Three middle school kids who have been vaccinated for HPV act goofy for the camera

PREVENT

Prevent cancer? Vaccinate your teen for HPV

  • HPV is linked with certain types of cancer and the development of genital warts.
  • Only 51% of teens who get their first shot complete the recommended series of shots
  • It’s recommended that boys and girls be vaccinated when they are 11-12 years old, but the vaccine can be given as early as the age of 9 and can benefit people up to age 45.

HPV, human papillomavirus, is so common it is likely that almost all of us will be exposed and have the potential to develop an HPV related disease. In fact, every year in the United States HPV causes 33,700 cases of cancer in men and women. Almost 80 million Americans have been infected, with almost 15 million new infections every year. Nine out of 10 HPV infections, if left untreated, will go away by themselves within two years, but 10 percent of the time an HPV infection lasts longer and can cause cancers of the:

  • cervix, vagina and vulva, in women
  •  penis, in men
  • anus, back of the throat, tongue and tonsils, in women and men.

The good news is clinical trials have shown that the HPV vaccine can significantly reduce the likelihood of developing cancer and genital warts. The bad news is that the number of people receiving the vaccine in the United States, while improving, still remains too low. The percentage of adolescents who have started the vaccine series has increased by about five percent every year since 2013. As of 2017, 49 percent of all boys and girls ages 13-17 have had their first vaccination.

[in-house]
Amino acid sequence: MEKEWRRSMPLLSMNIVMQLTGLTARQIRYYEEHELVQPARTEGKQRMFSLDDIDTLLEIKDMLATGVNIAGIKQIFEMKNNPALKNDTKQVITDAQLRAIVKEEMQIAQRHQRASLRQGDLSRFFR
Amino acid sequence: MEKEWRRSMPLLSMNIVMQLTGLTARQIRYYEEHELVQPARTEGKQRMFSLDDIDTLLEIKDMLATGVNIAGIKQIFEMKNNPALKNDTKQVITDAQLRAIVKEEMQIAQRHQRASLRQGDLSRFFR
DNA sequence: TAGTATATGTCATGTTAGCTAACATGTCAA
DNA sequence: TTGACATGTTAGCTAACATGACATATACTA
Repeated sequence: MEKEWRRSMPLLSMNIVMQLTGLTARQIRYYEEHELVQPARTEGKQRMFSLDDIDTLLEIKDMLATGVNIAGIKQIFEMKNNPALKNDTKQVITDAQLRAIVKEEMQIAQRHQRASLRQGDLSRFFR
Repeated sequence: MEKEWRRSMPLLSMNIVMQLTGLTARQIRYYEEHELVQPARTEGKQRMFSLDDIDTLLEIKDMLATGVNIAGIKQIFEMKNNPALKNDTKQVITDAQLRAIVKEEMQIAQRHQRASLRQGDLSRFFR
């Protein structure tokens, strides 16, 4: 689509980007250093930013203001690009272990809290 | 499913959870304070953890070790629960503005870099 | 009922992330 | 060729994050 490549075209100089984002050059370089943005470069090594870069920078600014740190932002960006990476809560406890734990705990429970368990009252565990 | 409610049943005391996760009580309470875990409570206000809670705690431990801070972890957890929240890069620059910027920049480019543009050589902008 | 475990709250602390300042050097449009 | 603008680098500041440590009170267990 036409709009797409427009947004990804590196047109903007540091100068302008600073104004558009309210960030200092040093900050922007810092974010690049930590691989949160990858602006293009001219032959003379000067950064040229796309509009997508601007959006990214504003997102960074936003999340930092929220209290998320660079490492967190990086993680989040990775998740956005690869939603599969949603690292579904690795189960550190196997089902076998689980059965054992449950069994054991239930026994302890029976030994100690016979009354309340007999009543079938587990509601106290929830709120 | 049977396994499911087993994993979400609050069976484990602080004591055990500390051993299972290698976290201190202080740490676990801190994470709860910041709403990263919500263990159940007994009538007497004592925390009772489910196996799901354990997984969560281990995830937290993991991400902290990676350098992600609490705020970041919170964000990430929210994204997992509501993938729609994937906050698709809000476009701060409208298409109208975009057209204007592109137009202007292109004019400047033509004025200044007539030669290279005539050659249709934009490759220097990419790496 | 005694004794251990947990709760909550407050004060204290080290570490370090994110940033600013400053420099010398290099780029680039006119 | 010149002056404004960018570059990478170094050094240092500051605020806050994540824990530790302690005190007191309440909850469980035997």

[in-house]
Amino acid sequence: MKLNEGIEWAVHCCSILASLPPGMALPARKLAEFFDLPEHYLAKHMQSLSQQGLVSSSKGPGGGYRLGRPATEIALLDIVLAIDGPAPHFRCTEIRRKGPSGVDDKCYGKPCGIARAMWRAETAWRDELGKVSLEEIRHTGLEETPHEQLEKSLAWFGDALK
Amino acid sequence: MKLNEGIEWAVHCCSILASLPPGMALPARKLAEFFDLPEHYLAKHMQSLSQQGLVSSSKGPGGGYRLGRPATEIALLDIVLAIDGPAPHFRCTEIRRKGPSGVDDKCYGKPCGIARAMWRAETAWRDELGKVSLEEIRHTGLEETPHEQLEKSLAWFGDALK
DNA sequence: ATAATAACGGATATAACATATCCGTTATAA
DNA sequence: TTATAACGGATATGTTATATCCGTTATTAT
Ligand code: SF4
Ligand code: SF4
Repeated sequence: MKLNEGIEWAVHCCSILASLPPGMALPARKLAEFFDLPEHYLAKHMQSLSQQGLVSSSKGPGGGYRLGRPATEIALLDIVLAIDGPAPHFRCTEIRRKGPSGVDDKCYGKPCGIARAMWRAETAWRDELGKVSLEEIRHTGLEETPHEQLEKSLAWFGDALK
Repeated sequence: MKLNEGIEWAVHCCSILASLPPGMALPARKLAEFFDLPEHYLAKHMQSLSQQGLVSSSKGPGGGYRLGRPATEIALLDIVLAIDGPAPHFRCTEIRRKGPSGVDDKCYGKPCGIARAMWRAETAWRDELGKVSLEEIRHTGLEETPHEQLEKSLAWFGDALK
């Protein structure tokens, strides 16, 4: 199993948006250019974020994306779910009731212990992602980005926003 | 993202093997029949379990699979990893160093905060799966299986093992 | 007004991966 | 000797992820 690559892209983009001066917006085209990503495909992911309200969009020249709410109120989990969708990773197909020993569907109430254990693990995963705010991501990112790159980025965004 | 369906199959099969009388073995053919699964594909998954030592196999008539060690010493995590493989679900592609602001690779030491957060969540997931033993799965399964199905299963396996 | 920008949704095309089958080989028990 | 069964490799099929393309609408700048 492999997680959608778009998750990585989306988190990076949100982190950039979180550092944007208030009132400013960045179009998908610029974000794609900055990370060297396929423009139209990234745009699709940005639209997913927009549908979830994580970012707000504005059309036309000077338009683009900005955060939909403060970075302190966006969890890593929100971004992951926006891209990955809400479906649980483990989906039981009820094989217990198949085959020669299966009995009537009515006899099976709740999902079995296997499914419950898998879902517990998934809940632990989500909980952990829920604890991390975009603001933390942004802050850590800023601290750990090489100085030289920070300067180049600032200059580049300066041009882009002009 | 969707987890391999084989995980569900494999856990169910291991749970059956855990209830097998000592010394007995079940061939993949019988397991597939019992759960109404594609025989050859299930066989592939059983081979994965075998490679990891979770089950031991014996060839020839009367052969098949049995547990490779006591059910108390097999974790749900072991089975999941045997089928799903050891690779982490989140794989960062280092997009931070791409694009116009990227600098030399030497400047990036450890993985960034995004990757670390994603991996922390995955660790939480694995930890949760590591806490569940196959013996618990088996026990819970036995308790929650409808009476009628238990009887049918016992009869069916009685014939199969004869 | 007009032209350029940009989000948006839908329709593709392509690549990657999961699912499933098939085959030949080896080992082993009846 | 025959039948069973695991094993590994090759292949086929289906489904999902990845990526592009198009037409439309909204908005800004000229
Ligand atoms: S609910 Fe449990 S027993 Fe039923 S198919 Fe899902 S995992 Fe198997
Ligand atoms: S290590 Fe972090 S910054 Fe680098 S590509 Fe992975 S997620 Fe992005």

When should someone get the HPV shot?

To be the most effective, the HPV vaccine series should be given prior to exposure to HPV. That's why the vaccine is recommended for children ages 11 to 12, to ensure protection long before teens are exposed to the virus. The vaccine contains nine types or strains of HPV virus so it can be helpful even if you have already been exposed to a specific HPV type by protecting against the other strains. The most common version of the vaccine provides protection against the strains of HPV that cause 90 percent of all genital warts and 80 percent of all cervical cancers.

Children who get the first dose before age 15 need two doses. People who are 15 to 45 when they get their first dose will need three doses. The second dose should be given six to 12 months after the initial dose. For people over age 15, the second dose is given one to two months after the first and the third is administered six months from the first dose. The HPV vaccine is most effective when the series is completed as recommended.

Talk to your doctor about the vaccines your child needs and when they need them.

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